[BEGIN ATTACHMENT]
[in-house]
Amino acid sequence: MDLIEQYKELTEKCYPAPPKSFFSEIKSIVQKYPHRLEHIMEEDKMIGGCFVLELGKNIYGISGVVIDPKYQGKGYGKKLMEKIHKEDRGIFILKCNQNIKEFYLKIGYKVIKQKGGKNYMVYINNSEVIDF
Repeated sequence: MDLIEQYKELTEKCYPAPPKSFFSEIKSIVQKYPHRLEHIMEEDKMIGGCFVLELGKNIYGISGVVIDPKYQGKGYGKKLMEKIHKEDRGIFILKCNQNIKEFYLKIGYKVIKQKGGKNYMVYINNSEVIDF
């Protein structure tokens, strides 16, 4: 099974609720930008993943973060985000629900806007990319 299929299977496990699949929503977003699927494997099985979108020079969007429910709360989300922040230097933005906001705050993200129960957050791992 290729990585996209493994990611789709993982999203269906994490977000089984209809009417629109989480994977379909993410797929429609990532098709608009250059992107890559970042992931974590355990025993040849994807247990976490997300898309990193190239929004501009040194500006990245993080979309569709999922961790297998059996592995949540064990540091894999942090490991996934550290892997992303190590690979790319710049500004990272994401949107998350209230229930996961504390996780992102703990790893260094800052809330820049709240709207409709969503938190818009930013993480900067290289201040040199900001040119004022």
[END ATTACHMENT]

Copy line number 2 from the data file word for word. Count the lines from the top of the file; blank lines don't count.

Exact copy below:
Amino acid sequence: MDLIEQYKELTEKCYPAPPKSFFSEIKSIVQKYPHRLEHIMEEDKMIGGCFVLELGKNIYGISGVVIDPKYQGKGYGKKLMEKIHKEDRGIFILKCNQNIKEFYLKIGYKVIKQKGGKNYMVYINNSEVIDF